JoVE Biology

Bioelectric Analyses of an Osseointegrated Intelligent Implant Design System for Amputees

1Department of Veteran Affairs, 2Department of Bioengineering, University of Utah, 3Scientific Computing and Imaging Institute , University of Utah, 4Department of Physical Medicine and Rehabilitation, University of Utah, 5Department of Orthopaedics, University of Utah


JoVE 1237

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 Science Education: Essentials of Environmental Science

Proton Exchange Membrane Fuel Cells

JoVE Science Education

Source: Laboratories of Margaret Workman and Kimberly Frye - Depaul University

The United States consumes a large amount of energy – the current rate is around 97.5 quadrillion BTUs annually. The vast majority (90%) of this energy comes from non-renewable fuel sources. This energy is used for electricity (39%), transportation (28%), industry (22%), and residential/commercial use (11%). As the world has a limited supply of these non-renewable sources, the United States (among others) is expanding the use of renewable energy sources to meet future energy needs. One of these sources is hydrogen. Hydrogen is considered a potential renewable fuel source, because it meets many important criteria: it’s available domestically, it has few harmful pollutants, it’s energy efficient, and it’s easy to harness. While hydrogen is the most abundant element in the universe, it is only found in compound form on Earth. For example, it is combined with oxygen in water as H2O. To be useful as a fuel, it needs to be in the form of H2 gas. Therefore, if hydrogen is to be used as a fuel for cars or other electronics, H2 needs to be made first. Thusly, hydrogen is often called an “energy carrier” rather than a “fuel.”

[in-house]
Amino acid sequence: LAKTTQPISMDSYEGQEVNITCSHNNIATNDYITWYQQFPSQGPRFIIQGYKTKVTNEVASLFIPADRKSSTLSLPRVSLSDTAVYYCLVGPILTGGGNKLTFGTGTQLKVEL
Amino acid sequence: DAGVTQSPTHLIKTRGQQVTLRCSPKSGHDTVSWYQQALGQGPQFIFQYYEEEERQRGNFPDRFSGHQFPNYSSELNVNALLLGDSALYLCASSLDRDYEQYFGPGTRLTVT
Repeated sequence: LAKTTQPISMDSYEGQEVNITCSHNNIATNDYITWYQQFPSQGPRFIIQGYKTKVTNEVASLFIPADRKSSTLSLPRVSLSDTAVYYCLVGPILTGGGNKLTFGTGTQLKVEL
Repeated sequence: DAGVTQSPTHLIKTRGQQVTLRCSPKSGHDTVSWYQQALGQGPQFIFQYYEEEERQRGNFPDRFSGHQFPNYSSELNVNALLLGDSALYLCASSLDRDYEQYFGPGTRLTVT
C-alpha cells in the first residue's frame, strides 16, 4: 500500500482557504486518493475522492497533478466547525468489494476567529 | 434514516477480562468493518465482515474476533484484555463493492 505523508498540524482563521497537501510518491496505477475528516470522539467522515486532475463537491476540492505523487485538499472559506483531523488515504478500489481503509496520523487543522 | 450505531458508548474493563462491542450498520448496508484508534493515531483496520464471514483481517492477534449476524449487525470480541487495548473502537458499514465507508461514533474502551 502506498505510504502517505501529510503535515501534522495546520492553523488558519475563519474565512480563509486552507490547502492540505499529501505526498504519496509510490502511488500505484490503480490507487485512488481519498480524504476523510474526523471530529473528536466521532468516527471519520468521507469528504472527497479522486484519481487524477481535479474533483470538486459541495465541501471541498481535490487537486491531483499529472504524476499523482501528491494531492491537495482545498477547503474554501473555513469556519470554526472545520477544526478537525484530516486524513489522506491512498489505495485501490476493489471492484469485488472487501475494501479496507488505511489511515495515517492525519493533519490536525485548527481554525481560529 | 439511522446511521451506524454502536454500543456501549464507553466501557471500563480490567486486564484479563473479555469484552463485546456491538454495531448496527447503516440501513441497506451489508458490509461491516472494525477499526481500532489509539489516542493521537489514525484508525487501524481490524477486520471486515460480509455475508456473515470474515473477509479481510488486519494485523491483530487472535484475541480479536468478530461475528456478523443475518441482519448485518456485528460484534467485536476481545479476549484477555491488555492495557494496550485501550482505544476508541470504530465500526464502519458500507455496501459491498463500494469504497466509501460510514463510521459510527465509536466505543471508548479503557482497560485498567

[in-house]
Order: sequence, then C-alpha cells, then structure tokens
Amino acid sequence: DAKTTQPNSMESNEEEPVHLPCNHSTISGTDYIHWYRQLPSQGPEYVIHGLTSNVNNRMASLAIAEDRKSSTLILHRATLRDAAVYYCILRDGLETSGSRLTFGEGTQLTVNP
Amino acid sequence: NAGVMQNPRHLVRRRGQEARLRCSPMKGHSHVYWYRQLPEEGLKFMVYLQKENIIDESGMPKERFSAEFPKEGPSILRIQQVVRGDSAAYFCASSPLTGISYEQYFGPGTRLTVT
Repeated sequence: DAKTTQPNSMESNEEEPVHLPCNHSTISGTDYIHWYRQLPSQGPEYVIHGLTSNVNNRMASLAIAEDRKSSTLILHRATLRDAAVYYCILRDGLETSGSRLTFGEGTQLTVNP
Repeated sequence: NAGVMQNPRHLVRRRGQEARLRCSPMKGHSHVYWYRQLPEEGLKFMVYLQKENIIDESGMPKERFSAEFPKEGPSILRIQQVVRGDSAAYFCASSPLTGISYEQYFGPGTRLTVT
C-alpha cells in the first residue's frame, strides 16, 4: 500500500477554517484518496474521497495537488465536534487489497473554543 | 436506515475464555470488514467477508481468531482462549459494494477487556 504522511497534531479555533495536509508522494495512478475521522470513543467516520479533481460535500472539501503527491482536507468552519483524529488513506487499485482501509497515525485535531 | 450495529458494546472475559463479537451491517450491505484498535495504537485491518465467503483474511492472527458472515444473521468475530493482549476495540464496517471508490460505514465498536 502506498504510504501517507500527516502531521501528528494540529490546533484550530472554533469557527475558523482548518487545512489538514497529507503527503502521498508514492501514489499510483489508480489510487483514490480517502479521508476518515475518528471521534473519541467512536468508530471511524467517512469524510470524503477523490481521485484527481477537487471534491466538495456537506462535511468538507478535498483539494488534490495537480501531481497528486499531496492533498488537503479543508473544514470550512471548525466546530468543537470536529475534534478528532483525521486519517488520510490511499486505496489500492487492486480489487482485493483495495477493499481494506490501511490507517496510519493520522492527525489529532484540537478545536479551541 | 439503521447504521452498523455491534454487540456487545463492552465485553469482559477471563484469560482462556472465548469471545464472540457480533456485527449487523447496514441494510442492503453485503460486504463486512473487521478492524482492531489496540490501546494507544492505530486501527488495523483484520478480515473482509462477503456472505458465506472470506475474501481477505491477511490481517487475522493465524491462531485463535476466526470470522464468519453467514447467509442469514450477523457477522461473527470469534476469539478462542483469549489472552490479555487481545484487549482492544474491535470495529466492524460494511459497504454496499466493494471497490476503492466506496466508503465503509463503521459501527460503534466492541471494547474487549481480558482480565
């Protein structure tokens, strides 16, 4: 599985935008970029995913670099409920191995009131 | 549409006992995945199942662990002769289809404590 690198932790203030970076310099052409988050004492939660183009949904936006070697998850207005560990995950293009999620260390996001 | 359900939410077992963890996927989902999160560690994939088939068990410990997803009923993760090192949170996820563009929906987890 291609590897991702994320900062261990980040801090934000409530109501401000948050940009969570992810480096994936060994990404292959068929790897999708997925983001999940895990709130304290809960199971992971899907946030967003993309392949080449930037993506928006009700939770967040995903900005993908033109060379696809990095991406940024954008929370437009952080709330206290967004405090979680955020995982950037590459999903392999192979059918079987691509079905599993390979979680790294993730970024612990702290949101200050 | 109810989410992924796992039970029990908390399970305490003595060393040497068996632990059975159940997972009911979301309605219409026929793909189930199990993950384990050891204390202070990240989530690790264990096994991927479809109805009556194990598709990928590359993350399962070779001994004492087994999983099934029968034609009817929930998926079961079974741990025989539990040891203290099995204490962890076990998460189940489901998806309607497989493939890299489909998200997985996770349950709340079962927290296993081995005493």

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 JoVE Bioengineering